A few minor changes have been made to the following diary entry. The only changes to content, however, were restricted to the corrections I made on 3 June to the description of the relative locations of buildings at the site. Minor spelling and grammatical corrections have been made, but I have kept the "quaint" -- although inconsistent -- ungrammatical capitalisation scheme with which I wrote. Also, two sketches have of necessity been omitted. One was a very rough sketch of the layout of icon stands in the Shrine of the Mother of God, while the other was of a pilgrim's cross I purchased at the icon store. This cross was in the form of a Russian Cross, which has three bars. The middle bar is set like the crossbar of a Latin Cross, that usually seen in Western Churches, both Catholic and Protestant, and is the bar to which Christ's hands were nailed. Another bar above this represents the title which Pilate nailed above Our Lord reading in Latin "Jesus of Nazareth, King of the Jews" (John 19:19-22). The third bar, lower on the cross and representing that to which Our Lord's feet were nailed, is slanted with the right side pointing up and the left side pointing down, representing the good and bad thieves crucified on the right and left sides of Our Lord (Luke 23:39-43). In addition to these omissions, as this is a private journal entry, I have freely left out anything I felt like, including personal and irrelevant observations and information, marking these areas with ellipses. I have also replaced SoB writers' real names with their handles. With these exceptions, however, the following unrefined and often awkward text is how this entry appeared in my messily printed journal, minus the scratch-outs and arrows.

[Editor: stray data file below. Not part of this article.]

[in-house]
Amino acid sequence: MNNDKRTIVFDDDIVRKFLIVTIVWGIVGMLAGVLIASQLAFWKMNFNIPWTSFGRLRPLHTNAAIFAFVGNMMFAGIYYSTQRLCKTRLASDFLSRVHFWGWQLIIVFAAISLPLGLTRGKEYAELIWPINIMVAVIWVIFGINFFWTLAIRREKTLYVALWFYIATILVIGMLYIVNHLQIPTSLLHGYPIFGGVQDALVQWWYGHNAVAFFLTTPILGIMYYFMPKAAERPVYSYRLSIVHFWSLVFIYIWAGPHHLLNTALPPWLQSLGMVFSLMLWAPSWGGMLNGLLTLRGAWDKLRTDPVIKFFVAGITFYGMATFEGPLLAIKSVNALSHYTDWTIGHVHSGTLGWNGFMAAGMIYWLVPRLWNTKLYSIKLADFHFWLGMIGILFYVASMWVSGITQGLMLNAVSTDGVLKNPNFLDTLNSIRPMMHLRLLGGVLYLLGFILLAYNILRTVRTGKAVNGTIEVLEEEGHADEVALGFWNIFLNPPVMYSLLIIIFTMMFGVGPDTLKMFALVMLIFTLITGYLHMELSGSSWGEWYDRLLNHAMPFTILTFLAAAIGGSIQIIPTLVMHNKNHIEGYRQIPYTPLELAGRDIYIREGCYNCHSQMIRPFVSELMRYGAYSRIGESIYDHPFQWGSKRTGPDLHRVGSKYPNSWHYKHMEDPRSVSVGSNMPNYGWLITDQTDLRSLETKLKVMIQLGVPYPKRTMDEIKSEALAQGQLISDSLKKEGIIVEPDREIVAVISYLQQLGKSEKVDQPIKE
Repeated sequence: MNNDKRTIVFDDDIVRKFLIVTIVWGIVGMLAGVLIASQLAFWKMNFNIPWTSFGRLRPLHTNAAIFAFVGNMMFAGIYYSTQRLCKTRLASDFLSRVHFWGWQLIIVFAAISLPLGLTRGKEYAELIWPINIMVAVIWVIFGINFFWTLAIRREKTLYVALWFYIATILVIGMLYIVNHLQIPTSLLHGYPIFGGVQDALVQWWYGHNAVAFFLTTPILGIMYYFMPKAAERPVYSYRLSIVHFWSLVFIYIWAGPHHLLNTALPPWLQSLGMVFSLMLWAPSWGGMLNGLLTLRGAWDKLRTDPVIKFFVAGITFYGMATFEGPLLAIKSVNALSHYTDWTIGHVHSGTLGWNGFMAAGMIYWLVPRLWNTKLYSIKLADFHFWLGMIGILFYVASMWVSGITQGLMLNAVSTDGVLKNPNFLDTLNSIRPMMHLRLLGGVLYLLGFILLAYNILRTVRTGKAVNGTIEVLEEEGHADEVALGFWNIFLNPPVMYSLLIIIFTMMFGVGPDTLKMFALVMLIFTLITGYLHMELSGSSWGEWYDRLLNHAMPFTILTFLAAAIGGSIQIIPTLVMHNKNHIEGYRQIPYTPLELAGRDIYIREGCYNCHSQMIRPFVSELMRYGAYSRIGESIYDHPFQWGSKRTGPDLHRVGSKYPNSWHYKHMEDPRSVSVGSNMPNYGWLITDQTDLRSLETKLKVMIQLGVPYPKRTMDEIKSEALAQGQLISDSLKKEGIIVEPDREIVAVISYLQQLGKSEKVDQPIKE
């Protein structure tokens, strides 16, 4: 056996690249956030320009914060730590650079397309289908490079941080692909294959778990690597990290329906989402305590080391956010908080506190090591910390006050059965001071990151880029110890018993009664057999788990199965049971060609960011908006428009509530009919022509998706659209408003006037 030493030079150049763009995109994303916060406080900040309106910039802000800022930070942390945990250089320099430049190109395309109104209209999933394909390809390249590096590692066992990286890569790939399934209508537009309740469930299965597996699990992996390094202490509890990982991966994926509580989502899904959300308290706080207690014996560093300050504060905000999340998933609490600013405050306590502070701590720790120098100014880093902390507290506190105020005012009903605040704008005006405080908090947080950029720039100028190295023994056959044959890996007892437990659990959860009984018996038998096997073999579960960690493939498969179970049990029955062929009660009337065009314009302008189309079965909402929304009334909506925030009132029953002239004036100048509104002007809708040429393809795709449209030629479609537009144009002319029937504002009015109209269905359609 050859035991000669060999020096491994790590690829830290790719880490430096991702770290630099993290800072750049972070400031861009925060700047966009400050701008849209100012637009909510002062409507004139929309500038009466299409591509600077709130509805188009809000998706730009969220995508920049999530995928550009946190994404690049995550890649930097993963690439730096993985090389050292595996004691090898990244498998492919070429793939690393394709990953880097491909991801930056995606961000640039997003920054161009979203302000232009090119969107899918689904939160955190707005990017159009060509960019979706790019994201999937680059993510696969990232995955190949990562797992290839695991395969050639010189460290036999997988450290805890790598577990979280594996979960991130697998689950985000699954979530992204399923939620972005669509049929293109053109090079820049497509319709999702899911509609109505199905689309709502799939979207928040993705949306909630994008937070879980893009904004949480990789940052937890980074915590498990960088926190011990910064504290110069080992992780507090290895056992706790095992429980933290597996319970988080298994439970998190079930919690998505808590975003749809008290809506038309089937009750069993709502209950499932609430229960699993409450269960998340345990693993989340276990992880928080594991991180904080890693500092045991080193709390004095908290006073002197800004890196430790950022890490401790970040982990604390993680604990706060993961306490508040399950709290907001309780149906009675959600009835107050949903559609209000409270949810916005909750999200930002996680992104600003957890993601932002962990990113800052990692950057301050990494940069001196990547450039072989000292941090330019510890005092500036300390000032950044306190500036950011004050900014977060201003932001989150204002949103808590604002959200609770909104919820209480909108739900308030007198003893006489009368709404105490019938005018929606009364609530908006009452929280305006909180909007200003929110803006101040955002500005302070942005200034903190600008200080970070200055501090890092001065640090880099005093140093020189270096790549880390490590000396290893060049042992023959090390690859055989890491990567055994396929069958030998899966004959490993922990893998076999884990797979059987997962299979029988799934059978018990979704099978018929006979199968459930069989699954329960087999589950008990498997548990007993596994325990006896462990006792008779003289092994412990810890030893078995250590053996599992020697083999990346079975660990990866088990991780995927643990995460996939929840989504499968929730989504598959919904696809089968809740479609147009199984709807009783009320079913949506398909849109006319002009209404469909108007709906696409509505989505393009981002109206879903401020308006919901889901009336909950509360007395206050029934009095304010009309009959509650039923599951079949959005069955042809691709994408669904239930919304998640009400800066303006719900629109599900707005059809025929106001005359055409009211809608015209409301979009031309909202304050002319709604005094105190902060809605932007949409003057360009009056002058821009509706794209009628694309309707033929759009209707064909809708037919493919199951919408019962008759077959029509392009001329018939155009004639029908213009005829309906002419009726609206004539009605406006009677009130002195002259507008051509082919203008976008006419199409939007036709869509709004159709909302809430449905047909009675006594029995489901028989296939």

1 June 1998 -- Monday -- 11:51 p.m. -- Leander
Today, after no small amount of wandering through Austin while trying to figure out which of the Highway 290's to take to get to Blanco, Howler in the Shadows, ansat, and I visited Christ of the Hills Monastery in New Sarov, just outside of Blanco, for the express purpose of seeing the Weeping Icon. Sights along the way, expectation, and the gift of good company made the trip seem quite short.
New Sarov is perched atop one of those oddly-shaped uneven hills so characteristic of the Hill Country which hide their true natures until, turning a bend or rounding the top, one is stunned by the beautiful vista opened up below and across the gulfs between the next in a series of hilltops and the one upon which one stands and yet was barely aware of climbing. It is almost like opening the curtains of a high window, and it is ironic that we had come here to see what the Orthodox call a window into Heaven.